This is the ultimate, comprehensive guide to the best paint for trim. You’ll find information about what products to use, tips for a successful painting project, and so much more!

Save this guide for the day you’re ready to tackle this project and freshen up your trim!

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Let’s face it. Paint can be complicated! I always love how design shows tout paint as the simplest, least expensive change you can make to your home.

Yes, it’s a huge change. But is it completely effortless or an easy decision to make? Never! Choosing the brand, style and color of paint can be stressful, just like everything we do in our homes.

A No-Stress Trim Paint Guide

It’s so much more complicated than just grabbing a can of white paint and Painting Trim White. But don’t worry! I’m here to guide you through the process of choosing the best paint for trim.

A hallway with white shaker doors and wood floors

Learn from our past painting mistakes so you can easily make the right choice for your home! Painting your doors, interior trim and baseboards is not something you want to partake in frequently, I can promise you that.

I love a crisp, clean trim color and I’ve got so many tips to choose the best paint for trim! Here, you’ll get my best tips for choosing paint colors and sheens, what type of brushes and tools are best, and more.

A bedroom with a vintage rug under a king size bed.

Choosing The Best Trim Paint

There’s a standard answer to the question that I receive time and again. “What’s the best paint for trim?” My answer is always the same: semi-gloss!

It’s a builder standard, and with good reason. Semi-gloss paint is easy to wipe down, has a pretty sheen that catches the light and highlights your pretty trim, and it creates a pretty edge next to your less shiny walls! 

One of my favorite tips? You can create a subtly beautiful effect by choosing the same color for your walls and trim, but simply altering the sheen. Read more about Painting Walls and Trim the Same Color here!

A white dove bathroom with gold accents and a window.

When you choose between gloss and semi-gloss for the trim and doors, but then use an eggshell or satin finish on the walls, the effect is beautiful, soft and warm.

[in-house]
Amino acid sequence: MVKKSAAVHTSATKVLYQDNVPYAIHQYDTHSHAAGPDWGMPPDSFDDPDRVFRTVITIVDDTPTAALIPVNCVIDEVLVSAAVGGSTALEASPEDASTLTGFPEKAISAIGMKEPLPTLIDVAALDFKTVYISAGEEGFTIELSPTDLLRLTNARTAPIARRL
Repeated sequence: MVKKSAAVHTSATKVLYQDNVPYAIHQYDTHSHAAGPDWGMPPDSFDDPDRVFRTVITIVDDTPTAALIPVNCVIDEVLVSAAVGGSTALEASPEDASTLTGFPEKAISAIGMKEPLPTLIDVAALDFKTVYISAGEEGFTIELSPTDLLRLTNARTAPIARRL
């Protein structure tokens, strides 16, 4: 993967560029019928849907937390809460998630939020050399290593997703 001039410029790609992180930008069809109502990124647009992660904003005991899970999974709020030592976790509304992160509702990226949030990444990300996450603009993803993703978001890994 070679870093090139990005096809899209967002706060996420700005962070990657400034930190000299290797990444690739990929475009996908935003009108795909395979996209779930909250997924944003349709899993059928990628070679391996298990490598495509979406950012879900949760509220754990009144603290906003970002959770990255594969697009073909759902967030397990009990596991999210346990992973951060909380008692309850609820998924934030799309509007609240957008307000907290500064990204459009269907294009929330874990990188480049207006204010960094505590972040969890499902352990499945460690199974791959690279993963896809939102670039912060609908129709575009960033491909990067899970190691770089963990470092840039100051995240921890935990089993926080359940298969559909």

It also allows the eye to continue to the ceiling (a contrasting color stops the eye), so it’s perfect for rooms that have “low” ceilings. You can see an example of this style in our living room, where the room and trim are painted in Zurich White, in different sheens.

A white bedroom with a bed and a rug, decorated in lake house decor.

How To Choose Door and Trim Paint

I’ve tried a variety of paint brands over the years. Ideally, it’s best to discuss your specific project with the paint professionals at your friendly neighborhood paint specialty store.

However, there are a few items you can ask about when you’re choosing the best brand and type of paint. 

  • Ask about the sagging/lagging potential with each paint option.
  • Ask if you’ll need to prime first (this generally depends on whether you’re starting with a stained or previously painted surface).
  • You can also ask about oil vs water-based paint for your project.
  • Oil paint offers a durable finish our trim and cabinet projects. Yes, it’s messy and can be more difficult to clean up during your project. 
A mudroom bench with storage baskets underneath.

Which Trim Paint is Best?

Of course, it goes without saying that this is just one opinion! However, we’ve used many brands of trim paint over the years. While I really liked Valspar Signature Ultra White Base A, my very favorite is Sherwin Williams Pro Classic in un-tinted white.

We love to use Sherwin Williams Pro Classic. It’s water-based, so it doesn’t have an awful odor. It has a smooth finish and resists brush marks. It’s durable and wipes clean with a wet cloth.

A diy stair runner in a soft neutral color, with a rattan puppy on a step.

For our trim painting projects, we use ProClassic Waterborne Interior Acrylic Enamel in semi-gloss. It’s an enamel finish in a water-based paint. Easy clean-up but holds up beautifully for us over time!

There are two other types of ProClassic paint. Alkyd Interior Enamel, which is oil based, and Interior Waterbased Acrylic-Alkyd are other options.

Oil based paint has a reputation for holding up better over time, but it’s much messier to use. I’m sure the acrylic-alkyd is great too, but we haven’t tried it.

Trim paints are typically branded as such. They are often more expensive than traditional wall paints, simply because they are formulated to hold up to higher traffic areas.

I love that there are so many options for paint and primer combinations now, as noted below. Anything to eliminate those extra steps, right? 

A staircase with a wooden bench in a foyer design.

Best Trim Paint Brands

There are more options to consider in these highly ranked paint brands. There are water-based, oil-based and paint + primer combos! So many things to consider, so do your research to decide what might be best for your project.

  • Sherwin-Williams – ProClassic Waterborne Interior Acrylic Enamel
  • Behr – Ultra Interior Semi-Gloss Enamel
  • Clare Paints – Subtle Semi-Gloss
  • Glidden – Trim, Door & Furniture Paint
  • Benjamin Moore – Regal Classic Premium Interior Paint, Semi-Gloss Finish